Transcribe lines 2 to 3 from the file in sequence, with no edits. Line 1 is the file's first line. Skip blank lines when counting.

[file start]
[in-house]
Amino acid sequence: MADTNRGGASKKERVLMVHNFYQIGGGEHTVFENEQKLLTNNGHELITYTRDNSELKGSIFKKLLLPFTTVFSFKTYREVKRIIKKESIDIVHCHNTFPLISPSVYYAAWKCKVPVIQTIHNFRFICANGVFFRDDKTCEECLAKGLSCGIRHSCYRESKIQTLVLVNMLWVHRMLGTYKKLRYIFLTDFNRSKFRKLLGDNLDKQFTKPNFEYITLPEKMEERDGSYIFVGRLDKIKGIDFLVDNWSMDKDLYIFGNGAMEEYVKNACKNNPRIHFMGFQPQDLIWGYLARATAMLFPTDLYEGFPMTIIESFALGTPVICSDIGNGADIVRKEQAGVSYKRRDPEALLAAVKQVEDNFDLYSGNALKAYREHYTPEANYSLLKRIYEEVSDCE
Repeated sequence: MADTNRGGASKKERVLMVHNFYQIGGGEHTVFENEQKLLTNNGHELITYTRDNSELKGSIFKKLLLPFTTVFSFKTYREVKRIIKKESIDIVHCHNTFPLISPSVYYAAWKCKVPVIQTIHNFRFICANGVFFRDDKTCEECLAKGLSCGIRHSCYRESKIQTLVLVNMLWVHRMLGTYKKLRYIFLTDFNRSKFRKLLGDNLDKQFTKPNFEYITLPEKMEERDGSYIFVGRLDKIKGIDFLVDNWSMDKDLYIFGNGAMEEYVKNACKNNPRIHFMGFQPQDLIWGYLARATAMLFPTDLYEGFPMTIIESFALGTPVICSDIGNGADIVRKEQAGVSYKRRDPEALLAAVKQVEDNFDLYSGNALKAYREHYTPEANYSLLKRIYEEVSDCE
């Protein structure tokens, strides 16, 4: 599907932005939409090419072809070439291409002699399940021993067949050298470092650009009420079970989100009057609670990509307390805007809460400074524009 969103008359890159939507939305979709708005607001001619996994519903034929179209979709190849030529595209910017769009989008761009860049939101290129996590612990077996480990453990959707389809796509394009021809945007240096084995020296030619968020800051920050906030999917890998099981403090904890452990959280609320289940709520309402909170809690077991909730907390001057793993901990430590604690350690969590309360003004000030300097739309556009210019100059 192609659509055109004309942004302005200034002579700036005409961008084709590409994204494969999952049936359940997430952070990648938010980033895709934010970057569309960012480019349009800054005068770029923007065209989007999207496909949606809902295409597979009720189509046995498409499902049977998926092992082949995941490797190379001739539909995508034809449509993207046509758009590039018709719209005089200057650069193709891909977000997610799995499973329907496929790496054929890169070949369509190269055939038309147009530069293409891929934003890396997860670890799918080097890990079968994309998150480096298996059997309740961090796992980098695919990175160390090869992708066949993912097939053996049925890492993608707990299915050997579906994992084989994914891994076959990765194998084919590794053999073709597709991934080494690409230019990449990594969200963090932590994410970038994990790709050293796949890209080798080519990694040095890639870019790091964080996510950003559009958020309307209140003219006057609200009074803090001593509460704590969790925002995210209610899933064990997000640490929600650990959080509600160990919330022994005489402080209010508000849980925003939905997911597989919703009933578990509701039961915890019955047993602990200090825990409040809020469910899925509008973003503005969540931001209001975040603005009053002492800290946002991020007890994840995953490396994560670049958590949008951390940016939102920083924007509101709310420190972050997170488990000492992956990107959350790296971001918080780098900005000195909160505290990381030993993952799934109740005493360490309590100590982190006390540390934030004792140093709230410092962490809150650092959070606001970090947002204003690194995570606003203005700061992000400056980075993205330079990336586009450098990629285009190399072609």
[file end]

Amino acid sequence: MADTNRGGASKKERVLMVHNFYQIGGGEHTVFENEQKLLTNNGHELITYTRDNSELKGSIFKKLLLPFTTVFSFKTYREVKRIIKKESIDIVHCHNTFPLISPSVYYAAWKCKVPVIQTIHNFRFICANGVFFRDDKTCEECLAKGLSCGIRHSCYRESKIQTLVLVNMLWVHRMLGTYKKLRYIFLTDFNRSKFRKLLGDNLDKQFTKPNFEYITLPEKMEERDGSYIFVGRLDKIKGIDFLVDNWSMDKDLYIFGNGAMEEYVKNACKNNPRIHFMGFQPQDLIWGYLARATAMLFPTDLYEGFPMTIIESFALGTPVICSDIGNGADIVRKEQAGVSYKRRDPEALLAAVKQVEDNFDLYSGNALKAYREHYTPEANYSLLKRIYEEVSDCE
Repeated sequence: MADTNRGGASKKERVLMVHNFYQIGGGEHTVFENEQKLLTNNGHELITYTRDNSELKGSIFKKLLLPFTTVFSFKTYREVKRIIKKESIDIVHCHNTFPLISPSVYYAAWKCKVPVIQTIHNFRFICANGVFFRDDKTCEECLAKGLSCGIRHSCYRESKIQTLVLVNMLWVHRMLGTYKKLRYIFLTDFNRSKFRKLLGDNLDKQFTKPNFEYITLPEKMEERDGSYIFVGRLDKIKGIDFLVDNWSMDKDLYIFGNGAMEEYVKNACKNNPRIHFMGFQPQDLIWGYLARATAMLFPTDLYEGFPMTIIESFALGTPVICSDIGNGADIVRKEQAGVSYKRRDPEALLAAVKQVEDNFDLYSGNALKAYREHYTPEANYSLLKRIYEEVSDCE